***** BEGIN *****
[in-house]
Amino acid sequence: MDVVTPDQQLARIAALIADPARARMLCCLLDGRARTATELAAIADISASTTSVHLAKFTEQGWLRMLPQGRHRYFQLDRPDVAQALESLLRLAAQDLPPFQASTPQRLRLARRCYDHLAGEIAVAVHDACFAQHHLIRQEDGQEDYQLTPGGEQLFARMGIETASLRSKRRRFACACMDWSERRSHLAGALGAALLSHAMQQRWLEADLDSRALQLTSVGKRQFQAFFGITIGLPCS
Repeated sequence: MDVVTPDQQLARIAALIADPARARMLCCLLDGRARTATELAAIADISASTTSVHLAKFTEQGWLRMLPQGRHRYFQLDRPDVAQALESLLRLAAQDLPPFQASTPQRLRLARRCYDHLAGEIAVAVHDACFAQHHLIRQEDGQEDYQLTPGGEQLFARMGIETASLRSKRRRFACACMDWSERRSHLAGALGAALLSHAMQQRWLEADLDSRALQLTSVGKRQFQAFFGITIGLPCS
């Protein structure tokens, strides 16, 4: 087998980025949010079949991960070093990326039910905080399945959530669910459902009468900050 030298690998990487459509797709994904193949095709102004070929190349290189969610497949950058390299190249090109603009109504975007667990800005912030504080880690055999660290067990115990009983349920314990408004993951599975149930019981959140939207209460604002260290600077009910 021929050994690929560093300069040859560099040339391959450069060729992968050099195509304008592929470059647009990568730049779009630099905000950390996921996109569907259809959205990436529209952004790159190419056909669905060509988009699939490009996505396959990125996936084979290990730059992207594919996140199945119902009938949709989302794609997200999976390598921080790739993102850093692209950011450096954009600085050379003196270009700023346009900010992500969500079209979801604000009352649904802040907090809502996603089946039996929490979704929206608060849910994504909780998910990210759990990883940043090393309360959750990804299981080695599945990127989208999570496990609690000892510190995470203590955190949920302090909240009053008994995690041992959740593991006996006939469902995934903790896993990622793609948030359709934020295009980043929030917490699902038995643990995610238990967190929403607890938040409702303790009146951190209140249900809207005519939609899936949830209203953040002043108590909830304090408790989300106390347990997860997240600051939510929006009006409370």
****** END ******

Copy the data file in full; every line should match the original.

[in-house]
Amino acid sequence: MDVVTPDQQLARIAALIADPARARMLCCLLDGRARTATELAAIADISASTTSVHLAKFTEQGWLRMLPQGRHRYFQLDRPDVAQALESLLRLAAQDLPPFQASTPQRLRLARRCYDHLAGEIAVAVHDACFAQHHLIRQEDGQEDYQLTPGGEQLFARMGIETASLRSKRRRFACACMDWSERRSHLAGALGAALLSHAMQQRWLEADLDSRALQLTSVGKRQFQAFFGITIGLPCS
Repeated sequence: MDVVTPDQQLARIAALIADPARARMLCCLLDGRARTATELAAIADISASTTSVHLAKFTEQGWLRMLPQGRHRYFQLDRPDVAQALESLLRLAAQDLPPFQASTPQRLRLARRCYDHLAGEIAVAVHDACFAQHHLIRQEDGQEDYQLTPGGEQLFARMGIETASLRSKRRRFACACMDWSERRSHLAGALGAALLSHAMQQRWLEADLDSRALQLTSVGKRQFQAFFGITIGLPCS
């Protein structure tokens, strides 16, 4: 087998980025949010079949991960070093990326039910905080399945959530669910459902009468900050 030298690998990487459509797709994904193949095709102004070929190349290189969610497949950058390299190249090109603009109504975007667990800005912030504080880690055999660290067990115990009983349920314990408004993951599975149930019981959140939207209460604002260290600077009910 021929050994690929560093300069040859560099040339391959450069060729992968050099195509304008592929470059647009990568730049779009630099905000950390996921996109569907259809959205990436529209952004790159190419056909669905060509988009699939490009996505396959990125996936084979290990730059992207594919996140199945119902009938949709989302794609997200999976390598921080790739993102850093692209950011450096954009600085050379003196270009700023346009900010992500969500079209979801604000009352649904802040907090809502996603089946039996929490979704929206608060849910994504909780998910990210759990990883940043090393309360959750990804299981080695599945990127989208999570496990609690000892510190995470203590955190949920302090909240009053008994995690041992959740593991006996006939469902995934903790896993990622793609948030359709934020295009980043929030917490699902038995643990995610238990967190929403607890938040409702303790009146951190209140249900809207005519939609899936949830209203953040002043108590909830304090408790989300106390347990997860997240600051939510929006009006409370």